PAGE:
In his State of the Union Address to the European Parliament, September 14, President Jean-Claude Juncker emphasized investment.

The €315 billion Investment Plan for Europe, which we agreed just 12 months ago, has already raised €116 billion in investments in its first year of operation. And now we will take it further,” said President Juncker, doubling down on the EU’s future.

We propose to double the duration of the Fund and double its financial capacity to provide a total of at least €500 billion of investments by 2020,” Juncker said.

The Commission has already offered CO2 reduction proposals. In 2015, the executive body proposed to reform the EU Emission Trading System to ensure the energy sector and energy intensive industries deliver the needed emissions reductions.

Last summer, the Commission proposed ways of accelerating the low-carbon transition in other key sectors of the European economy.

Today’s proposals present the key remaining pieces to fully implement the EU’s 2030 climate and energy framework on renewables and energy efficiency.

All the Energy Union related legislative proposals presented by the Commission in 2015 and 2016 need to be addressed as a priority by the European Parliament and Council.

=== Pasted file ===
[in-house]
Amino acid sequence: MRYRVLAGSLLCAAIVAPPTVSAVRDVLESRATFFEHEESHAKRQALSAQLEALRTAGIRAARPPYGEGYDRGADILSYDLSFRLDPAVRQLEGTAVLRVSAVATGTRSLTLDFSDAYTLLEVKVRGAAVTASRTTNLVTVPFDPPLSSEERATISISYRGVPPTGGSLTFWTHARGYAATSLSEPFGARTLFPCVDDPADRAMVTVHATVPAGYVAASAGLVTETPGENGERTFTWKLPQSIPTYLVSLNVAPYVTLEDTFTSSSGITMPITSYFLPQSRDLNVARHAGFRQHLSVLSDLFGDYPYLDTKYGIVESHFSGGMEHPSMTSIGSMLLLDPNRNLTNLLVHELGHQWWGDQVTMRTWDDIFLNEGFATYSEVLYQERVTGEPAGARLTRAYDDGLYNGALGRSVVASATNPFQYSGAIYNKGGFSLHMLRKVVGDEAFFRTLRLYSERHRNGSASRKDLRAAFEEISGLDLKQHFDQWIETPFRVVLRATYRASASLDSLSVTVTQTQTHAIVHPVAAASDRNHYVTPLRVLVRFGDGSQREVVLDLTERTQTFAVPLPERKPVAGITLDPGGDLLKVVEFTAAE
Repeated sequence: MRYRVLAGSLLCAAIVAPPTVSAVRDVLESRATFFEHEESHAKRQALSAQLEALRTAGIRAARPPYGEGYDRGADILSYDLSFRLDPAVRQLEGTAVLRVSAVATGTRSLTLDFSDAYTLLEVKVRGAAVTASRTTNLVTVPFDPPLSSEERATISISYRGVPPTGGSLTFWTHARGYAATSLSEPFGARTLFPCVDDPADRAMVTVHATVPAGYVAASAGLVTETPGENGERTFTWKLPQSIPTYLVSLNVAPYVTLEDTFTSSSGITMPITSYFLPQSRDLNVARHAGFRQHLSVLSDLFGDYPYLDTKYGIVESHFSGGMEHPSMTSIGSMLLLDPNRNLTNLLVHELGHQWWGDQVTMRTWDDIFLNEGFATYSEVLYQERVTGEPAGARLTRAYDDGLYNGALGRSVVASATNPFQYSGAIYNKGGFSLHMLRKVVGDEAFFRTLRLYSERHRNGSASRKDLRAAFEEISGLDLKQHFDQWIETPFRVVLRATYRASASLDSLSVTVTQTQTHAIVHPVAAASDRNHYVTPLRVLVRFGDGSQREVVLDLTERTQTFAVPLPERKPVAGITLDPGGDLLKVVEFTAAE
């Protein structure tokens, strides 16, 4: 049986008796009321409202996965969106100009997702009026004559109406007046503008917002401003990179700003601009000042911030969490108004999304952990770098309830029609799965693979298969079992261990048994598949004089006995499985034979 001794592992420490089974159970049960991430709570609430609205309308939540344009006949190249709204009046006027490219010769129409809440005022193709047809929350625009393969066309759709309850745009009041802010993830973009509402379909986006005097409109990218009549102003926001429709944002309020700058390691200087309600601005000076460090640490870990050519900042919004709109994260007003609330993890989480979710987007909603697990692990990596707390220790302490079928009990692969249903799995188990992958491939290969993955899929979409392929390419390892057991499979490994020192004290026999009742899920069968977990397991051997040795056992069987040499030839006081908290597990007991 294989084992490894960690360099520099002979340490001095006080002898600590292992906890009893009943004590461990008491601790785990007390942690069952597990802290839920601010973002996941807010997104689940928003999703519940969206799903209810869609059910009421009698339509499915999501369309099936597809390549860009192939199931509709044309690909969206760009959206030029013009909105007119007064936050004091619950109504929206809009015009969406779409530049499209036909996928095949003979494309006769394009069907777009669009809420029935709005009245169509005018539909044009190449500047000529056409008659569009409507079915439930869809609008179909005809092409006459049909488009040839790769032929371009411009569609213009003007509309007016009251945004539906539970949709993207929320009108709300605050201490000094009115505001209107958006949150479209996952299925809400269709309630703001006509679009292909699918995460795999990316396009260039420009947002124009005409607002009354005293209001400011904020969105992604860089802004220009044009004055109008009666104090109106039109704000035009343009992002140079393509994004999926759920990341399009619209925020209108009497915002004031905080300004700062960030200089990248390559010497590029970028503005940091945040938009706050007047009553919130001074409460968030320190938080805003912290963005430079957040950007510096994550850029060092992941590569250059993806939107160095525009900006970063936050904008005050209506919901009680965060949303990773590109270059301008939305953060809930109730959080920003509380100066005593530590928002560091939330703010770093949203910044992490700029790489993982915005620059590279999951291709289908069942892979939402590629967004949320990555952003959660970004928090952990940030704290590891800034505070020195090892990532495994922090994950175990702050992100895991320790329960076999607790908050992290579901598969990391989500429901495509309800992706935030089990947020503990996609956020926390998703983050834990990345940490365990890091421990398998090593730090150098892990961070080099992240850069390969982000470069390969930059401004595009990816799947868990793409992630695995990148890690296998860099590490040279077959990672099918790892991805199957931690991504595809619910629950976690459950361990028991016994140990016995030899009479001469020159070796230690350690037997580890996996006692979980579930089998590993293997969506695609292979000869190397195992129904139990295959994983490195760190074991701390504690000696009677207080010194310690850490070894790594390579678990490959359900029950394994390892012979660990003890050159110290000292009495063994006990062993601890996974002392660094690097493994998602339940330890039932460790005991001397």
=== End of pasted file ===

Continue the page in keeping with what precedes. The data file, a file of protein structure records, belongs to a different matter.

Modernising the EU’s economy is key, said Vice-President for Energy Union Maroš Šefcovic. “Having led the global climate action in recent years,” he said, “Europe is now showing by example by creating the conditions for sustainable jobs, growth and investment.

Clean energies, in total, attracted global investment of over €300 billion in 2015, and the Commission sees opportunity for the EU in the clean energy wave of the near future.

By mobilising up to €177 billion of public and private investment a year from 2021, this package can generate up to one percent increase in GDP over the next decade and create 900,000 new jobs, the Commission said.

The Clean Energy for All Europeans legislative proposals cover energy efficiency, renewable energy, the design of the electricity market, security of electricity supply and governance rules for the Energy Union.

The Commission also proposes a new way forward for Ecodesign, the law that sets minimum mandatory requirements for the energy efficiency of household appliances, information and communication technologies and engineering.

The package includes actions to accelerate clean energy innovation, to renovate Europe’s buildings and a strategy for connected and automated mobility.

Commissioner Cañete said, “I’m particularly proud of the binding 30 percent energy efficiency target, as it will reduce our dependency on energy imports, create jobs and cut more emissions.

Our proposals provide a strong market pull for new technologies,” he said, “set the right conditions for investors, empower consumers, make energy markets work better and help us meet our climate targets.

Links to all documents in the Clean Energy package: